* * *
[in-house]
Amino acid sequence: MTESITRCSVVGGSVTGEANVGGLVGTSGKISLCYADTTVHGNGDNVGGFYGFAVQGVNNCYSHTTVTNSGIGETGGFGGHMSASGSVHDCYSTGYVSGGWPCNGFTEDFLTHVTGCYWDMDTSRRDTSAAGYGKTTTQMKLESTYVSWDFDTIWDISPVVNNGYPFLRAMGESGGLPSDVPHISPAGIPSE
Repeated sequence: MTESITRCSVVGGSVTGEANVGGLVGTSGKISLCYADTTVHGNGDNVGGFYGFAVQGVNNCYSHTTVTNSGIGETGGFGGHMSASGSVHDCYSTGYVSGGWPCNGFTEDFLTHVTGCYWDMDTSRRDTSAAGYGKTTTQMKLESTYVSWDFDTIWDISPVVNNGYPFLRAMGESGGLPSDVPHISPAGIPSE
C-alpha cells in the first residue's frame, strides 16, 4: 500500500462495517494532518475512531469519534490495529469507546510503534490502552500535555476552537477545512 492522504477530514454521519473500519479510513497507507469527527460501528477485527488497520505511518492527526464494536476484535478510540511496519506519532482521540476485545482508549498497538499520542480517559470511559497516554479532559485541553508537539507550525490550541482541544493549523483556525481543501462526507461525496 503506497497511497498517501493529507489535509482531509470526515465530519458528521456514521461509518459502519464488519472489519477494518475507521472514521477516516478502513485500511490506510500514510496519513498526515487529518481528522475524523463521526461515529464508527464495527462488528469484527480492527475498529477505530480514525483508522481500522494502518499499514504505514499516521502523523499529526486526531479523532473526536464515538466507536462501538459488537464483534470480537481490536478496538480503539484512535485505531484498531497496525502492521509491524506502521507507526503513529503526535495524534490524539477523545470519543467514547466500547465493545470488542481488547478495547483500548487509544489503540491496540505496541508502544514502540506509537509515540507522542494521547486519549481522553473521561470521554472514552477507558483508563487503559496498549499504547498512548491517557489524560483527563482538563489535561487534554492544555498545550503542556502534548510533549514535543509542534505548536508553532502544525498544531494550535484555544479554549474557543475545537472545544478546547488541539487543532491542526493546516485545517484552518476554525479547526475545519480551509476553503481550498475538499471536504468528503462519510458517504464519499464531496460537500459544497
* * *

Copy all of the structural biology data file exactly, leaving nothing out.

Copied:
[in-house]
Amino acid sequence: MTESITRCSVVGGSVTGEANVGGLVGTSGKISLCYADTTVHGNGDNVGGFYGFAVQGVNNCYSHTTVTNSGIGETGGFGGHMSASGSVHDCYSTGYVSGGWPCNGFTEDFLTHVTGCYWDMDTSRRDTSAAGYGKTTTQMKLESTYVSWDFDTIWDISPVVNNGYPFLRAMGESGGLPSDVPHISPAGIPSE
Repeated sequence: MTESITRCSVVGGSVTGEANVGGLVGTSGKISLCYADTTVHGNGDNVGGFYGFAVQGVNNCYSHTTVTNSGIGETGGFGGHMSASGSVHDCYSTGYVSGGWPCNGFTEDFLTHVTGCYWDMDTSRRDTSAAGYGKTTTQMKLESTYVSWDFDTIWDISPVVNNGYPFLRAMGESGGLPSDVPHISPAGIPSE
C-alpha cells in the first residue's frame, strides 16, 4: 500500500462495517494532518475512531469519534490495529469507546510503534490502552500535555476552537477545512 492522504477530514454521519473500519479510513497507507469527527460501528477485527488497520505511518492527526464494536476484535478510540511496519506519532482521540476485545482508549498497538499520542480517559470511559497516554479532559485541553508537539507550525490550541482541544493549523483556525481543501462526507461525496 503506497497511497498517501493529507489535509482531509470526515465530519458528521456514521461509518459502519464488519472489519477494518475507521472514521477516516478502513485500511490506510500514510496519513498526515487529518481528522475524523463521526461515529464508527464495527462488528469484527480492527475498529477505530480514525483508522481500522494502518499499514504505514499516521502523523499529526486526531479523532473526536464515538466507536462501538459488537464483534470480537481490536478496538480503539484512535485505531484498531497496525502492521509491524506502521507507526503513529503526535495524534490524539477523545470519543467514547466500547465493545470488542481488547478495547483500548487509544489503540491496540505496541508502544514502540506509537509515540507522542494521547486519549481522553473521561470521554472514552477507558483508563487503559496498549499504547498512548491517557489524560483527563482538563489535561487534554492544555498545550503542556502534548510533549514535543509542534505548536508553532502544525498544531494550535484555544479554549474557543475545537472545544478546547488541539487543532491542526493546516485545517484552518476554525479547526475545519480551509476553503481550498475538499471536504468528503462519510458517504464519499464531496460537500459544497